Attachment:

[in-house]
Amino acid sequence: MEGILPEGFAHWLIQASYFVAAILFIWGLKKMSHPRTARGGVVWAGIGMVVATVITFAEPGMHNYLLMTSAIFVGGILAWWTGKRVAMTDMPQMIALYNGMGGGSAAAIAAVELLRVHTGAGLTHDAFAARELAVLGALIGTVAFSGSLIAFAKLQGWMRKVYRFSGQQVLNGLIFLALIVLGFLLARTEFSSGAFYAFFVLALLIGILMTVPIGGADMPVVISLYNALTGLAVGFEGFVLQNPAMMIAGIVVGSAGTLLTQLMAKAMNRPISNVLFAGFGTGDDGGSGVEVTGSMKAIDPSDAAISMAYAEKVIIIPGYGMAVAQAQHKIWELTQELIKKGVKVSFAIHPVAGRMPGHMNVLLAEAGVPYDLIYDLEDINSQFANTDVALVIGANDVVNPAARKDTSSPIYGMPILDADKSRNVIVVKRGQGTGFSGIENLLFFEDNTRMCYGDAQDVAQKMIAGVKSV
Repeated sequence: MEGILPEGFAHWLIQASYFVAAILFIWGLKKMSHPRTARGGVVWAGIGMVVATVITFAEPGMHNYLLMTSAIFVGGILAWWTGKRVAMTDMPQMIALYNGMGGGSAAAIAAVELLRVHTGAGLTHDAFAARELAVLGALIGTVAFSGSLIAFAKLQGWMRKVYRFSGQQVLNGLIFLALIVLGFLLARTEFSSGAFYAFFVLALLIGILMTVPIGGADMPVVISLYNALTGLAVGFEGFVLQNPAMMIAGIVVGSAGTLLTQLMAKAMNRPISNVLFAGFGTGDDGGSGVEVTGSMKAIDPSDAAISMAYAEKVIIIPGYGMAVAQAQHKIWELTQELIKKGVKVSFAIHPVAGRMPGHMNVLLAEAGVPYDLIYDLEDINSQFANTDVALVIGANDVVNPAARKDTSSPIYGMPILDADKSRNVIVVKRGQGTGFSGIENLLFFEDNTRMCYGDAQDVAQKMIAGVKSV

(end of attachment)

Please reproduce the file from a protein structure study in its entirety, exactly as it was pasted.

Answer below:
[in-house]
Amino acid sequence: MEGILPEGFAHWLIQASYFVAAILFIWGLKKMSHPRTARGGVVWAGIGMVVATVITFAEPGMHNYLLMTSAIFVGGILAWWTGKRVAMTDMPQMIALYNGMGGGSAAAIAAVELLRVHTGAGLTHDAFAARELAVLGALIGTVAFSGSLIAFAKLQGWMRKVYRFSGQQVLNGLIFLALIVLGFLLARTEFSSGAFYAFFVLALLIGILMTVPIGGADMPVVISLYNALTGLAVGFEGFVLQNPAMMIAGIVVGSAGTLLTQLMAKAMNRPISNVLFAGFGTGDDGGSGVEVTGSMKAIDPSDAAISMAYAEKVIIIPGYGMAVAQAQHKIWELTQELIKKGVKVSFAIHPVAGRMPGHMNVLLAEAGVPYDLIYDLEDINSQFANTDVALVIGANDVVNPAARKDTSSPIYGMPILDADKSRNVIVVKRGQGTGFSGIENLLFFEDNTRMCYGDAQDVAQKMIAGVKSV
Repeated sequence: MEGILPEGFAHWLIQASYFVAAILFIWGLKKMSHPRTARGGVVWAGIGMVVATVITFAEPGMHNYLLMTSAIFVGGILAWWTGKRVAMTDMPQMIALYNGMGGGSAAAIAAVELLRVHTGAGLTHDAFAARELAVLGALIGTVAFSGSLIAFAKLQGWMRKVYRFSGQQVLNGLIFLALIVLGFLLARTEFSSGAFYAFFVLALLIGILMTVPIGGADMPVVISLYNALTGLAVGFEGFVLQNPAMMIAGIVVGSAGTLLTQLMAKAMNRPISNVLFAGFGTGDDGGSGVEVTGSMKAIDPSDAAISMAYAEKVIIIPGYGMAVAQAQHKIWELTQELIKKGVKVSFAIHPVAGRMPGHMNVLLAEAGVPYDLIYDLEDINSQFANTDVALVIGANDVVNPAARKDTSSPIYGMPILDADKSRNVIVVKRGQGTGFSGIENLLFFEDNTRMCYGDAQDVAQKMIAGVKSV